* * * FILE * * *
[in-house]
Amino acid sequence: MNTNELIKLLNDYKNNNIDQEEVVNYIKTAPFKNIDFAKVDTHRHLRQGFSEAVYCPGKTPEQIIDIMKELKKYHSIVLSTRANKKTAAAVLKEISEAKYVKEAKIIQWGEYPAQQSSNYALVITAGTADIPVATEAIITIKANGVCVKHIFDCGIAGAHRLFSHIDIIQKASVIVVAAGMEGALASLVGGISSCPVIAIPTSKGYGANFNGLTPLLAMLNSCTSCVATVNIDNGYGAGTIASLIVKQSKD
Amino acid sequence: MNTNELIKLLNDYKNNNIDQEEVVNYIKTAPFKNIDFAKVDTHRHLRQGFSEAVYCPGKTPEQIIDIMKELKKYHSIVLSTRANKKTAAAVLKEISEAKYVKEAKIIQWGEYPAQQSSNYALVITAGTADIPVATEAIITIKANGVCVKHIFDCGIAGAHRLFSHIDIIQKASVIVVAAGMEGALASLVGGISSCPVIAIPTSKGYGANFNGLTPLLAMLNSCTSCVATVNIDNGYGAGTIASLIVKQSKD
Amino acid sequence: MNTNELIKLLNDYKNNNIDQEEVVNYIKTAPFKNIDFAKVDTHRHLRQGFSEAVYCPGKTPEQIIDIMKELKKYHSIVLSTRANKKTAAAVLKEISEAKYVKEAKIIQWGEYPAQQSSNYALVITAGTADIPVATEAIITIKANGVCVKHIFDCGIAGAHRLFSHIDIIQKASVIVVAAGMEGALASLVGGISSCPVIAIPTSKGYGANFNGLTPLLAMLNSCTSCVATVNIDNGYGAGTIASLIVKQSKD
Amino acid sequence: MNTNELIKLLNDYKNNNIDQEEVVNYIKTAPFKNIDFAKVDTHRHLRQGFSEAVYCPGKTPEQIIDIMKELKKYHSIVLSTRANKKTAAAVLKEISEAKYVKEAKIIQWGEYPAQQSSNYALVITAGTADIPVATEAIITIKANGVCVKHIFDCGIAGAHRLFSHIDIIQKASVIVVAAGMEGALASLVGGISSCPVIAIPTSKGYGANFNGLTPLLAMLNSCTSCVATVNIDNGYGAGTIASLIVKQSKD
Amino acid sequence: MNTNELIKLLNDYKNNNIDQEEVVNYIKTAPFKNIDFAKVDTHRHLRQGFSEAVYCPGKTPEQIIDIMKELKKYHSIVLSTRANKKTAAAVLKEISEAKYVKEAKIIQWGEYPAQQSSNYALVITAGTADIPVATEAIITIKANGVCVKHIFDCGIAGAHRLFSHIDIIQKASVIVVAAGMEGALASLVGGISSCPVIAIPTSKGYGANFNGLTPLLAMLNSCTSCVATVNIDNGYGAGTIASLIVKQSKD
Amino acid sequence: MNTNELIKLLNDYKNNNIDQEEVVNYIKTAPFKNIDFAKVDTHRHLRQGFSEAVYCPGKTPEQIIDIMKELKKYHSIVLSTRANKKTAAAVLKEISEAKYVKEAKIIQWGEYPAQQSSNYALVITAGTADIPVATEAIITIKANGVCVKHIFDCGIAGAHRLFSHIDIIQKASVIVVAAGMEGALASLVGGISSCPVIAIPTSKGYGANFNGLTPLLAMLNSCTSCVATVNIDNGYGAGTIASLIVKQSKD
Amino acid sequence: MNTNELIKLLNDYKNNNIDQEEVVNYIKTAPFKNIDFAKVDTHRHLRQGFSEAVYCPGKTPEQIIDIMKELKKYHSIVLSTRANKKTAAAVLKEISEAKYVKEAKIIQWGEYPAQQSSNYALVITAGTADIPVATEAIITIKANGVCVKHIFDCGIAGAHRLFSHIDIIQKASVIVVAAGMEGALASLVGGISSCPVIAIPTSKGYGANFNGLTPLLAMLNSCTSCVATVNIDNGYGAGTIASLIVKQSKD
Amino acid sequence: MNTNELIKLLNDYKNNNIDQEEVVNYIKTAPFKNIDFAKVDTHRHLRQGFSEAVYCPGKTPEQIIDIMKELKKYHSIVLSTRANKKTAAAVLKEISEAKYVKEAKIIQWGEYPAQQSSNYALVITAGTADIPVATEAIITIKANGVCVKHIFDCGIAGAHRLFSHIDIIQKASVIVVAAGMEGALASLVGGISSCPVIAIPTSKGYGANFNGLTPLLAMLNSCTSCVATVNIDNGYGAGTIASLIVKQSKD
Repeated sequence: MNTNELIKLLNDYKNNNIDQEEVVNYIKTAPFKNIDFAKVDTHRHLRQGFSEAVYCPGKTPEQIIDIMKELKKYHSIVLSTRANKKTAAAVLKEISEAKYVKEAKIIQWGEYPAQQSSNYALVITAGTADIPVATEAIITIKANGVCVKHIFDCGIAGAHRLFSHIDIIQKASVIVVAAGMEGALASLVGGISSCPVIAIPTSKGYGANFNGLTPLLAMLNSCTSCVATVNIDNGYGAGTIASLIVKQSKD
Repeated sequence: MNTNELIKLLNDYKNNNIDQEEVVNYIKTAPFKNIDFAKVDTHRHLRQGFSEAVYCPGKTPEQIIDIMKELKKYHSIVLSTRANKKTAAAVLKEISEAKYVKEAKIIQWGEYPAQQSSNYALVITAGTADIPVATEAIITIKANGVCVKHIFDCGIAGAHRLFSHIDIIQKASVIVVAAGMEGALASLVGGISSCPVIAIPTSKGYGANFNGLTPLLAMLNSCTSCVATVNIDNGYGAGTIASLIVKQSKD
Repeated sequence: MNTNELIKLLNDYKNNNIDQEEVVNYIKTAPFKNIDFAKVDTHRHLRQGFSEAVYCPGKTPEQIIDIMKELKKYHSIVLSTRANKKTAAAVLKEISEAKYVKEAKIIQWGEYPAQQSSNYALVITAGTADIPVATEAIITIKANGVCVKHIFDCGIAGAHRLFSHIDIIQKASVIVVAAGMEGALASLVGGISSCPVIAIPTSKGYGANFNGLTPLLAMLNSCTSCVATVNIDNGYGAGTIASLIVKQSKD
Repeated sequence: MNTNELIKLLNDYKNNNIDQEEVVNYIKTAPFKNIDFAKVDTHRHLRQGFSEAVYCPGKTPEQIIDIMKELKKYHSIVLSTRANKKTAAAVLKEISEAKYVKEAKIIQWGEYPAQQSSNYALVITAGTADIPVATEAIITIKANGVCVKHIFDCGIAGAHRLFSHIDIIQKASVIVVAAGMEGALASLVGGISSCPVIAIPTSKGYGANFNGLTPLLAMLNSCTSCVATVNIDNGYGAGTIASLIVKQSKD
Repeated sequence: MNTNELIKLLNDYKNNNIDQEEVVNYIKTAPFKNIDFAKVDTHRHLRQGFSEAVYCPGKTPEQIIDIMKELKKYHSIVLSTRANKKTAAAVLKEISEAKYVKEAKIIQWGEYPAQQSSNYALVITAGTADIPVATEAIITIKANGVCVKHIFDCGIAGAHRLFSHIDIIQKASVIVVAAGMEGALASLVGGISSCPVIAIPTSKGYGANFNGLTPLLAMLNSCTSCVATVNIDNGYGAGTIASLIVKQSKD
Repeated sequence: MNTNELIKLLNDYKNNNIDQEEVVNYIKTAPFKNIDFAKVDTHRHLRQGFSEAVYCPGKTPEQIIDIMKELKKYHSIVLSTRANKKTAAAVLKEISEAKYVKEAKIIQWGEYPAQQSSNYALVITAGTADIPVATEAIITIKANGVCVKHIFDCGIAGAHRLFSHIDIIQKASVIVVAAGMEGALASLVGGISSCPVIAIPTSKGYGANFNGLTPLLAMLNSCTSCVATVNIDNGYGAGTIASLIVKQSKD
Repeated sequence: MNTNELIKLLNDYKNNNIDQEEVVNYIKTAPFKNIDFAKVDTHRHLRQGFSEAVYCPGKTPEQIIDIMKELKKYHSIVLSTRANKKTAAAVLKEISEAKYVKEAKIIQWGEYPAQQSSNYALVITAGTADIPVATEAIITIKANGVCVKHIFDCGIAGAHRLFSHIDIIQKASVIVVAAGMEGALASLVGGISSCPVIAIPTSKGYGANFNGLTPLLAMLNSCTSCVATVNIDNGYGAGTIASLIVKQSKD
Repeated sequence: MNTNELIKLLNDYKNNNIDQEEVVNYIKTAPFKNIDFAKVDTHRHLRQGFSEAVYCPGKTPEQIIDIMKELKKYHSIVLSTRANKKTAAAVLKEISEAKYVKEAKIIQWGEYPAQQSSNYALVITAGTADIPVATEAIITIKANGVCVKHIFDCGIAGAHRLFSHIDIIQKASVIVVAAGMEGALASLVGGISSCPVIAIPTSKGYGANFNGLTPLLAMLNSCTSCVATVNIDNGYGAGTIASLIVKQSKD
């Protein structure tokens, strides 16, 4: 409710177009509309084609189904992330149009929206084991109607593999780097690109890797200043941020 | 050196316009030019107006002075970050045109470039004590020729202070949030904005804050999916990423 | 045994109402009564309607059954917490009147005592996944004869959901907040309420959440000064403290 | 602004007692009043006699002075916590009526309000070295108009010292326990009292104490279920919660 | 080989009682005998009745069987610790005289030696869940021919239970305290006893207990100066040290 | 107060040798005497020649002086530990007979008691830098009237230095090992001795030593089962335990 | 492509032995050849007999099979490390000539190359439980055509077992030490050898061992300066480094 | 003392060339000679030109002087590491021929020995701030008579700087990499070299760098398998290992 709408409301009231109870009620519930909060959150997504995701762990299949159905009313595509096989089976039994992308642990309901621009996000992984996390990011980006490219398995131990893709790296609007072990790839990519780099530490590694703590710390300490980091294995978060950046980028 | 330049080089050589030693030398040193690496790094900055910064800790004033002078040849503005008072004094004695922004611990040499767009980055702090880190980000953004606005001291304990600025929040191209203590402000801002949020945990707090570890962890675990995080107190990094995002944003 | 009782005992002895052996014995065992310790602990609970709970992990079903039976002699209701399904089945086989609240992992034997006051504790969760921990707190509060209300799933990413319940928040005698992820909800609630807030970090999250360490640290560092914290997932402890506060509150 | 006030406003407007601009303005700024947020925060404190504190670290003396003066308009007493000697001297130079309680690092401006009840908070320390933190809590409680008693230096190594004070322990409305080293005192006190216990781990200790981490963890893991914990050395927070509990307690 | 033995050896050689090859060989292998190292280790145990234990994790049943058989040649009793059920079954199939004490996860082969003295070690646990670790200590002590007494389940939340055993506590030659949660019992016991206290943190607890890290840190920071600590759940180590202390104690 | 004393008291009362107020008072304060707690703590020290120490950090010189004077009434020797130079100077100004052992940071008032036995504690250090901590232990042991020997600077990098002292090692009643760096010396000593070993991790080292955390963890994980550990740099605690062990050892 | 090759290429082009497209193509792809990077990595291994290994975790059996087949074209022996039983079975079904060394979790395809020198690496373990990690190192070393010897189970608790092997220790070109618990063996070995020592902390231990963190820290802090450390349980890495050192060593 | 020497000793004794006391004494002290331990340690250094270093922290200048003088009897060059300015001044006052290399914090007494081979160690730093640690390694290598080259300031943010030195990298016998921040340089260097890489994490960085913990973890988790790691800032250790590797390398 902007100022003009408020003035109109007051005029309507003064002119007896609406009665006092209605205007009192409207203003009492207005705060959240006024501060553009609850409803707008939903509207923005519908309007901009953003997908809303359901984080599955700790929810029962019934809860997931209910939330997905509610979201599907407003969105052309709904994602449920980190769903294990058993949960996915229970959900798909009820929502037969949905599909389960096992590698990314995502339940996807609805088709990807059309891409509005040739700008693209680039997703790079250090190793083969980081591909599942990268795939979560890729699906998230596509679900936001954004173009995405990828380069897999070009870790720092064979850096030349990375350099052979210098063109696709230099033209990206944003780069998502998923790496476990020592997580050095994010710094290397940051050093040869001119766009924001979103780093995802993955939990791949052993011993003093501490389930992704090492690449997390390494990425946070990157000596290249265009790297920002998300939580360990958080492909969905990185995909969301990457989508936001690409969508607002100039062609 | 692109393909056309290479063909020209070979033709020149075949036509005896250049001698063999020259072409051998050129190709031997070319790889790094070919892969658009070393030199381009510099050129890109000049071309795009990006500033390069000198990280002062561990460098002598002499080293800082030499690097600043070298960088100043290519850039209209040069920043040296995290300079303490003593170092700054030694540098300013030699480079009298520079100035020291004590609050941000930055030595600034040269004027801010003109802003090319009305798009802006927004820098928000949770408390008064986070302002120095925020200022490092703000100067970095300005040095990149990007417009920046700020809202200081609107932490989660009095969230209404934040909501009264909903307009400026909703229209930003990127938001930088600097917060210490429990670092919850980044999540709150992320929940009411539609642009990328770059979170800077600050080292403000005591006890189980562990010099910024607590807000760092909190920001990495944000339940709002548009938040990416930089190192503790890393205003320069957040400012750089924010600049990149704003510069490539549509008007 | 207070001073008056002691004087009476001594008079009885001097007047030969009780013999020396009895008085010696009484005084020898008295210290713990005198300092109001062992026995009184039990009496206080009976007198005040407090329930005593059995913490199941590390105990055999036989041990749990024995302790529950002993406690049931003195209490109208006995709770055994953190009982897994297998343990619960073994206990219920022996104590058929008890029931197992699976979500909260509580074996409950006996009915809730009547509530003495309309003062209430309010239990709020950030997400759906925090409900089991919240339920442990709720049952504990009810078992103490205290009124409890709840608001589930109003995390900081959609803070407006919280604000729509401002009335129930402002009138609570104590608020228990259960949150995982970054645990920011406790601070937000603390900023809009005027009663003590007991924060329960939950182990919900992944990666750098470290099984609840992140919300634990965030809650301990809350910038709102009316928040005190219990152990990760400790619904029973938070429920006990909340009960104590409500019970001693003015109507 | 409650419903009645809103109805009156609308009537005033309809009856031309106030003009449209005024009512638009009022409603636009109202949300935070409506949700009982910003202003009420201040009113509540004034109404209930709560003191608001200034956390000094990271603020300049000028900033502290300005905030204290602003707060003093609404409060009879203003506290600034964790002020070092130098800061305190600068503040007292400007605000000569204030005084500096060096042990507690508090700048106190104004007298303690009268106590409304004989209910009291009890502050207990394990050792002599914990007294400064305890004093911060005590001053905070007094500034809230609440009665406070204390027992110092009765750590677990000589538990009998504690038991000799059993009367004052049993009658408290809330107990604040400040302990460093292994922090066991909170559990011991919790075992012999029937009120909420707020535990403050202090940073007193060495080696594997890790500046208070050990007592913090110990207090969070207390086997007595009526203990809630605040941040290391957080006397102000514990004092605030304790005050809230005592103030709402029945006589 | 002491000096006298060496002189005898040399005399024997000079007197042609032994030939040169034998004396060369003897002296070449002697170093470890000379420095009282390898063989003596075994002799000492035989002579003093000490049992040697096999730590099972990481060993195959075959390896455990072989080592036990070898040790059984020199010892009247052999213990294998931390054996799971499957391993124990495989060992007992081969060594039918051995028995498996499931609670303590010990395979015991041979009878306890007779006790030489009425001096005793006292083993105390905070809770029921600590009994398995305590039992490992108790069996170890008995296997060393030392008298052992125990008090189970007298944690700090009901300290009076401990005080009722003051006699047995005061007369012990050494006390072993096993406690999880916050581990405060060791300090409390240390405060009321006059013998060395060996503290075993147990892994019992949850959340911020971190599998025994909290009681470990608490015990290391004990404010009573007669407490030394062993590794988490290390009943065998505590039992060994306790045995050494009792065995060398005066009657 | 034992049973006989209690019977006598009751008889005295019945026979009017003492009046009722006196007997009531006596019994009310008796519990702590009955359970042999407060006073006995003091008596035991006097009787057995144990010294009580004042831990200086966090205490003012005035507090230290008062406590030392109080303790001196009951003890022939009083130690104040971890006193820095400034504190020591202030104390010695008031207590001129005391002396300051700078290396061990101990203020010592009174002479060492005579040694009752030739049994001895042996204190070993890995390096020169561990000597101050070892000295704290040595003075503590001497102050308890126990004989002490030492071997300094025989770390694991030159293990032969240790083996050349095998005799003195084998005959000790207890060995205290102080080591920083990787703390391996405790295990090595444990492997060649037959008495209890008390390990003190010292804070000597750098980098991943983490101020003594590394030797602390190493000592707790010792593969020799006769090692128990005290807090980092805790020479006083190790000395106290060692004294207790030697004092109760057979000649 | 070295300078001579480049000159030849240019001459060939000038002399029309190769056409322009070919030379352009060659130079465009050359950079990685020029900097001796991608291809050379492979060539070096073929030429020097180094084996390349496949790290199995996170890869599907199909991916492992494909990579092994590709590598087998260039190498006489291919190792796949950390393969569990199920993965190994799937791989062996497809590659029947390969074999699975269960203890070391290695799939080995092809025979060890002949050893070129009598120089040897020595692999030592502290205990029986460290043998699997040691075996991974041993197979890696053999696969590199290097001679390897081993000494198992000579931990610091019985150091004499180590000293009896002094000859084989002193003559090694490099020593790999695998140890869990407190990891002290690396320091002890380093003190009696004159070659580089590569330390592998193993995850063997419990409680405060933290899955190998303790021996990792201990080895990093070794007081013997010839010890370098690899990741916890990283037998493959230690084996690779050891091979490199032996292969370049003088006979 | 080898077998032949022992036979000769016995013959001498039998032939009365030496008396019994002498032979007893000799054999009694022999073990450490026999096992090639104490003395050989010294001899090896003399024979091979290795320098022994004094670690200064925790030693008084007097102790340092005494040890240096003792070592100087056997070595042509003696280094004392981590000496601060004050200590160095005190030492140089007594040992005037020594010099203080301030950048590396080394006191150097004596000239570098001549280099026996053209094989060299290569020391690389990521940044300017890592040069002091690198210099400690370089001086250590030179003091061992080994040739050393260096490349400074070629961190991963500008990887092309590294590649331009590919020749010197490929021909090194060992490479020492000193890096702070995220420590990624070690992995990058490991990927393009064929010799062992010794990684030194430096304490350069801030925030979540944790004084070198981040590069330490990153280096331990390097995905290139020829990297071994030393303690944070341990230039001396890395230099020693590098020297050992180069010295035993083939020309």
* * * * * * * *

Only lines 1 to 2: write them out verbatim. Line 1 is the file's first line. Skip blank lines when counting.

[in-house]
Amino acid sequence: MNTNELIKLLNDYKNNNIDQEEVVNYIKTAPFKNIDFAKVDTHRHLRQGFSEAVYCPGKTPEQIIDIMKELKKYHSIVLSTRANKKTAAAVLKEISEAKYVKEAKIIQWGEYPAQQSSNYALVITAGTADIPVATEAIITIKANGVCVKHIFDCGIAGAHRLFSHIDIIQKASVIVVAAGMEGALASLVGGISSCPVIAIPTSKGYGANFNGLTPLLAMLNSCTSCVATVNIDNGYGAGTIASLIVKQSKD